The 3D-printing technology, or additive manufacturing as it is often called, has long made the step out of scientific research laboratories into industrial...

Im Focus: Mimicking nature's cellular architectures via 3-D printing

Research offers new level of control over the structure of 3-D printed materials

Nature does amazing things with limited design materials. Grass, for example, can support its own weight, resist strong wind loads, and recover after being...

Im Focus: Three Magnetic States for Each Hole

Nanometer-scale magnetic perforated grids could create new possibilities for computing. Together with international colleagues, scientists from the Helmholtz Zentrum Dresden-Rossendorf (HZDR) have shown how a cobalt grid can be reliably programmed at room temperature. In addition they discovered that for every hole ("antidot") three magnetic states can be configured. The results have been published in the journal "Scientific Reports".

Physicist Dr. Rantej Bali from the HZDR, together with scientists from Singapore and Australia, designed a special grid structure in a thin layer of cobalt in...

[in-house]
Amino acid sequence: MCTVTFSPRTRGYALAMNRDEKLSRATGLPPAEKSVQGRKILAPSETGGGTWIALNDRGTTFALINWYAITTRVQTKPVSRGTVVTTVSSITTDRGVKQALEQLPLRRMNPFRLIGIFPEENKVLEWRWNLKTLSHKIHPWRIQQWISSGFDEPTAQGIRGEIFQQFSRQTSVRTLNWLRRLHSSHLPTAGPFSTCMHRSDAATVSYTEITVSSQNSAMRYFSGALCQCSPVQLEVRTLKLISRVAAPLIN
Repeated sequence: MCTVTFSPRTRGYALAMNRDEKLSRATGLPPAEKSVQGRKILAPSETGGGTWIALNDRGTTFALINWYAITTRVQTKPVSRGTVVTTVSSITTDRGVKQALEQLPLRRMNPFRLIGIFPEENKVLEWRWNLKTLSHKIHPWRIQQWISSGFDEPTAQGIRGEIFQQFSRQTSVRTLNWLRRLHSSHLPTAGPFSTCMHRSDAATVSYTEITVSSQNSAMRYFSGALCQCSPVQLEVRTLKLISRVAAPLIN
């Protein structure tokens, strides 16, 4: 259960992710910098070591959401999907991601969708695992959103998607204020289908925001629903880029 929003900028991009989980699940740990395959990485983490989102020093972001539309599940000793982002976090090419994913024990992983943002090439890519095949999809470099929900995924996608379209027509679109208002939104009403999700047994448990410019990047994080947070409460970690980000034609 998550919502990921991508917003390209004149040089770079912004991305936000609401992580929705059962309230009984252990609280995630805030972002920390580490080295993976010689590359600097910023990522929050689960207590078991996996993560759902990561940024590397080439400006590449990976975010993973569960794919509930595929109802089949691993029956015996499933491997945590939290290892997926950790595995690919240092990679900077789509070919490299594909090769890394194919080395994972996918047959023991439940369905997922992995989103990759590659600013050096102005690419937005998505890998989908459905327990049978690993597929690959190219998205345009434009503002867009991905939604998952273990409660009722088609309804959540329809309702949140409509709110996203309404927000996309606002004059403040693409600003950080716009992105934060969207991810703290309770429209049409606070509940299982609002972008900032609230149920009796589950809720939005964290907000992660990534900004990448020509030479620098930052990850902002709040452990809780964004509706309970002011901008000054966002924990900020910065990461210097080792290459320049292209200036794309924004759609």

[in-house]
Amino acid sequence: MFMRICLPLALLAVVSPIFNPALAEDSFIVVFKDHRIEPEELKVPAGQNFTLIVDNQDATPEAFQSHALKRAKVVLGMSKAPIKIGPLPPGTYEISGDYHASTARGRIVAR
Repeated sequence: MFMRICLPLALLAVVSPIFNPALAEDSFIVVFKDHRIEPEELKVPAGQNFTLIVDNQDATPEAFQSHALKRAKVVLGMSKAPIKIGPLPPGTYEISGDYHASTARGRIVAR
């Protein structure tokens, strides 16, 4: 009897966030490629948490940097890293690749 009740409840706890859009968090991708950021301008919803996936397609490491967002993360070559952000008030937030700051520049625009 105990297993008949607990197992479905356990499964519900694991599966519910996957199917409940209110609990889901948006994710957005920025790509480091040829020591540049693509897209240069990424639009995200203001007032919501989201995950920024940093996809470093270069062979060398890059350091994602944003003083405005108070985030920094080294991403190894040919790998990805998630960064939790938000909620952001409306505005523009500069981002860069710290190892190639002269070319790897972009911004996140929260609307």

All Focus news of the innovation-report >>>

Anzeige

Anzeige

Event News

Booth and panel discussion – The Lindau Nobel Laureate Meetings at the AAAS 2017 Annual Meeting

13.02.2017 | Event News

Complex Loading versus Hidden Reserves

10.02.2017 | Event News

International Conference on Crystal Growth in Freiburg

09.02.2017 | Event News

 
Latest News

Stingless bees have their nests protected by soldiers

24.02.2017 | Life Sciences

New risk factors for anxiety disorders

24.02.2017 | Life Sciences

MWC 2017: 5G Capital Berlin

24.02.2017 | Trade Fair News

VideoLinks
B2B-VideoLinks
More VideoLinks >>>